Art media

Poetry review: “Coupling” by Carolynn Kingyens – Art as a means of survival

By Ed Meek

In this collection, Carolynn Kingyens reveals what lies behind the veneer of our relationships.

Coupling by Carolynn Kingyens. Books by Kelsay, 68 pages, $16.50.

Art is a survival tool. It helps us give meaning to our lives by giving us aesthetic pleasure, just like the beauty of nature. Mainstream media titillates us with disconnected, mostly fragmented negative narratives. The language of art pulls back the curtain of confusion and shows us the wizard, for better or for worse. Coupling, the second book of poems by Carolynn Kingyens, strives to reveal what lies behind the veneer of our relationships. She draws on her past and invites us to share revelations that are both humorous and disturbing.

Kingyens is particularly good at dramatizing the paradoxes we cling to on a daily basis. We are influenced by the beliefs we grew up with, even when we no longer fully believe in them.

“Every chore/around your house–/a Stations of the Cross:/that’s how far I’d gone/that’s how good you were/in bed.” Like Lena Dunham on the show Girlsthe narrator of Kingyens poems finds herself stuck in relationships that surprise and revolt her.

In “Alone Now”, Kingyens invites us to

To imagine
for a moment
Being trapped
on a long flight
in Tibet;
a nice stranger
in the seat next to you–
who never shut up.

At the fifth hour,
your neck begins
hurt everything
the nod.

Readers will no doubt nod in amusement, while at the same time acknowledging that it’s true – these situations drive us crazy. And the weird part is that they all happen to us all the time.

A few stanzas later, she says:

To imagine,
for a moment,
your head
in your hands.

The serious turn of the poem is so emotionally effective because the horror was preceded by humor. She suggests that we live lives filled with tragicomedy.

Kingyens’ commentary on marriage is part of this lucid vision:

No one warns you
on the move
in marriage,
this drift in slow motion
towards indifference

“Write about the things that bother you. Experiences that don’t go away,” poet Richard Hugo once said. Kingyens tells us about a friend who remains in her thoughts.

Jimmy Russo told me
six months
before he jumps
George Washington Bridge
that my problem was
I did not know myself;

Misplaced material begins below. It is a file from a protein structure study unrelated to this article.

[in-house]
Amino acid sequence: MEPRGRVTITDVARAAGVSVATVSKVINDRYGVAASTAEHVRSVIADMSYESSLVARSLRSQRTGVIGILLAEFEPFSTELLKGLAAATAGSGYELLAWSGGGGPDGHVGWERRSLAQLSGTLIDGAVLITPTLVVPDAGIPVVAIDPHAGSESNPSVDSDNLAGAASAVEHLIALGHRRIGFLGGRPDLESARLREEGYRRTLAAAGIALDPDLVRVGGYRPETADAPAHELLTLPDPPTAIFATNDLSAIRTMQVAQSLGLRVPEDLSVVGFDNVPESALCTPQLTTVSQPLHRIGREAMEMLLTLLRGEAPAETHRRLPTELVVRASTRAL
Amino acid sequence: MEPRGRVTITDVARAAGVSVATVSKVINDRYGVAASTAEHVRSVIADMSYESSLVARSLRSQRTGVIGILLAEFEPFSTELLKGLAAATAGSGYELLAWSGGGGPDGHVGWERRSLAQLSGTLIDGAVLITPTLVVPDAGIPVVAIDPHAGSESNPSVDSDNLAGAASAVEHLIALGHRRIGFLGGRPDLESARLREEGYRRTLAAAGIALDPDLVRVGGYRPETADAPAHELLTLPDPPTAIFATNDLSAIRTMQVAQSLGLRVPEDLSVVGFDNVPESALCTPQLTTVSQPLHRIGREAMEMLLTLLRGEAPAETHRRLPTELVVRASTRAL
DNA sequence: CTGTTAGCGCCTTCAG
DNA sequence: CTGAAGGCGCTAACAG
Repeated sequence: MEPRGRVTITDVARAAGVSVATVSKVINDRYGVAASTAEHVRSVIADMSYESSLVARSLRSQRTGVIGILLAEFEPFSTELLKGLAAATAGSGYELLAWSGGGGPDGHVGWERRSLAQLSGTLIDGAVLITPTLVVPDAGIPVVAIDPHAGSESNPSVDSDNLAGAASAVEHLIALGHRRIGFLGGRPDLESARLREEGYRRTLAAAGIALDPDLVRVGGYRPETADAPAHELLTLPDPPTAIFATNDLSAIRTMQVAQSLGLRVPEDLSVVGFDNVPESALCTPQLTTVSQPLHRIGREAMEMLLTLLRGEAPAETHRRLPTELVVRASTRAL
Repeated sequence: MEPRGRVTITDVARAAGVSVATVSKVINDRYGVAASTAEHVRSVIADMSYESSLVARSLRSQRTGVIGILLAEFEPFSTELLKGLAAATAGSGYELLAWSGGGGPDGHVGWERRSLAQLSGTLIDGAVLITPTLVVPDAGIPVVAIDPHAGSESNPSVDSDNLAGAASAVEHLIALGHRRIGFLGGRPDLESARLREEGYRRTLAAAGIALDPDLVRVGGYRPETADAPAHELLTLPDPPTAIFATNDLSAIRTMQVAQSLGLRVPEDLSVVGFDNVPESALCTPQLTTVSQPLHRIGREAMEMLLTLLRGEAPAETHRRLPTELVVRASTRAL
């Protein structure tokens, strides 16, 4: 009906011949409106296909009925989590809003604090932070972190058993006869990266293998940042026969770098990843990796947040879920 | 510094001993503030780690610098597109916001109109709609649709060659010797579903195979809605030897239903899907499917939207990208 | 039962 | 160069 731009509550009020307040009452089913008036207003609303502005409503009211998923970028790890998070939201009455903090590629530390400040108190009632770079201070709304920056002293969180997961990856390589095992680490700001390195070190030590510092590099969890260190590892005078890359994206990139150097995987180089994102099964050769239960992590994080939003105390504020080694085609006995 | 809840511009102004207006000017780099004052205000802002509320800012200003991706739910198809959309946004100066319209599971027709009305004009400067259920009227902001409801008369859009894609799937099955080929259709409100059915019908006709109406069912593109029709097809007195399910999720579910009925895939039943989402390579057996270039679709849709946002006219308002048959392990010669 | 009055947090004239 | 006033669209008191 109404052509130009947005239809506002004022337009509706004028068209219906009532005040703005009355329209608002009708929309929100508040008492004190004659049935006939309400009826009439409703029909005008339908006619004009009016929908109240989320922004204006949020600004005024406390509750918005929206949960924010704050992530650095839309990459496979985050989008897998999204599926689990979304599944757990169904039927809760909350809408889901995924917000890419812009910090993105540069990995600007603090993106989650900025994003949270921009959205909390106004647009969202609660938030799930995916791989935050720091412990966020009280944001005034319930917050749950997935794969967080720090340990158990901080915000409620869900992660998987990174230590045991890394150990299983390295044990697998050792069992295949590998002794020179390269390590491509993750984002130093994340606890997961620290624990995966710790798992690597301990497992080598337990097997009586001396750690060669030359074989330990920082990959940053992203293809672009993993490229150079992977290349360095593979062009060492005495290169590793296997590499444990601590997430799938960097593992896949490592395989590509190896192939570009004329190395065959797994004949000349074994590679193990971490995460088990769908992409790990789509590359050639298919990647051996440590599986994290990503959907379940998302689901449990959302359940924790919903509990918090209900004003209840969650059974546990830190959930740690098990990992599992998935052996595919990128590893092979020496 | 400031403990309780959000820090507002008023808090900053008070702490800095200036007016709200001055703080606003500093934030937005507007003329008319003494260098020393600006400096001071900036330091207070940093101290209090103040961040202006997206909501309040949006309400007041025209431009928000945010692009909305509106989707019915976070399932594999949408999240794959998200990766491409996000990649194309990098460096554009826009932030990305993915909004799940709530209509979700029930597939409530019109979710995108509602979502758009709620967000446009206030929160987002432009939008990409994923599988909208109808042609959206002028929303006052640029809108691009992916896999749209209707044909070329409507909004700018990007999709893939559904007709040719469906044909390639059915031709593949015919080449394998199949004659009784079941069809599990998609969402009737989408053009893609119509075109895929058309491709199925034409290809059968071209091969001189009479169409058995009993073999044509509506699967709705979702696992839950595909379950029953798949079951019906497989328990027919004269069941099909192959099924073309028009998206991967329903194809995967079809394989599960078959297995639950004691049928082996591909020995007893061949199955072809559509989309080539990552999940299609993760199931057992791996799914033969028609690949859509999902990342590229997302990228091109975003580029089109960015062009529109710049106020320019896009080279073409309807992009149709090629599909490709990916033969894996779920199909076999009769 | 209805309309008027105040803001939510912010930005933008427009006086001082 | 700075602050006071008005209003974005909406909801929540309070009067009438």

that… and I’ve talked too much.

Kingyens taps into how we remember strange details about friends who are no longer with us.

In the title poem, “Coupling,” Kingyens contrasts the story her husband tells others about how they met the real story. She focuses on how we present better versions of ourselves and our relationships with others. We hide the self that exists under the reassuring social façade. Just check out all the testimonials that take place on Facebook around birthdays.

Your version of events
were tidy and clean,
When you said
you knew i was the woman
you were destined to marry
when you saw me…

But the truth was:

you had no interest
wanting to marry me
the day i showed up
in your messy door…

I was ripe, hot,
ready to please—
not the female dog
you would get married later.

One of Kingyens strengths is his ability to view his religious upbringing with skepticism. Here is his Vacation Bible School experience:

We sang songs
at Vacation Bible School
about how Jesus
loved the little kids
of the world…

All of us, soldiers of Christ.

We drank the color of Jim Jones
punch and eat without frills
butter cookies…

The Jim Jones reference emphasizes the cult atmosphere. As children, many of us believed in these myths. Kingyens then shocks us with how some of his Bible classmates turned out:

Years later, Timmy Ainsley
would shoot himself
in the mouth
after his release
to his parents…

And I heard little Regina
Hope Bethel Christmas
Marie contest,
got addicted to methamphetamine…

Adopting a poetic approach similar to that of Hugo, Joseph Lawrence and Doug Holder, Kingyens focuses on stories and experiences close to his heart. She shares them with us, urging us to take a closer – perhaps more courageous – look at our own lives and relationships. His poems are filled with the contradictions we all live with; it reminds us that we need good poetry to give meaning to our lives.


Ed Meek is the author of High tide (poems) and Luck (short stories).